After the war, the Fellowship encouraged its members to unite the Christian ideals of loving service and community with a commitment to nonviolent social action. FOR members supplied nonviolent leadership and support in labor struggles and strike relief efforts in the Twenties and Thirties, wrote for and edited the radical religious journal The World Tomorrow (published from 1918 to 1934), and were influential in the No More War movement. They also helped build coalitions of peace groups and serviced conscientious objectors in the years just prior to the second World War.

While involved in disarmament, peace education, and social reform efforts in the mid-30s, the Fellowship began to prepare for the war by developing a “crisis strategy” involving the creation of both community and denominational groups to identify, recruit and organize pacifists during wartime. By 1936, there were over sixty local Fellowships and FOR membership increased from about 5,000 in 1938 to just under 15,000 at the war’s end.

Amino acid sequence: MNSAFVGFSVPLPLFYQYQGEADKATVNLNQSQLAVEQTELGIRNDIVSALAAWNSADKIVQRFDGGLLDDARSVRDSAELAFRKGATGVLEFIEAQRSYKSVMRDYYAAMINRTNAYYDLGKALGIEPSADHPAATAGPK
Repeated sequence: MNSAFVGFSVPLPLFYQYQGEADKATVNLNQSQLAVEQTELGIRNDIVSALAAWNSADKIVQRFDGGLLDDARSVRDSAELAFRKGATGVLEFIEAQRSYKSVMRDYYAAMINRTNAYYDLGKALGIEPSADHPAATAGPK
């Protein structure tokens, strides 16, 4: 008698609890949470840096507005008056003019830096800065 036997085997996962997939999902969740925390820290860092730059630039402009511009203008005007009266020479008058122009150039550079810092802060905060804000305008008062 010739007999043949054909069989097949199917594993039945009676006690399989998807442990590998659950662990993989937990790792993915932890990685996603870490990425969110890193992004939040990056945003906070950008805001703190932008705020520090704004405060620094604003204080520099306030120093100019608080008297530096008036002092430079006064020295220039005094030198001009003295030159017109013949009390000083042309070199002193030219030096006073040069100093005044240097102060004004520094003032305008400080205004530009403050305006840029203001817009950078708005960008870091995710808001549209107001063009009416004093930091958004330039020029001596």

During World War II, when the Japanese-Americans were forcefully relocated from the West Coast in 1942, the FOR protested to the government, agitated for the release and resettlement, and provided friendship and relief to Japanese-Americans in internment camps. While many of FOR’s members and staff were in prison or CPS camps for their opposition to the war, the FOR published a special supplement to its magazine Fellowship which exposed the Allied policy of saturation bombing and the terrible suffering it caused civilians in Europe. This passionate protest, written by British pacifist Vera Brittain, won the endorsement of 28 prominent American religious leaders and was widely publicized and debated by the American press and radio.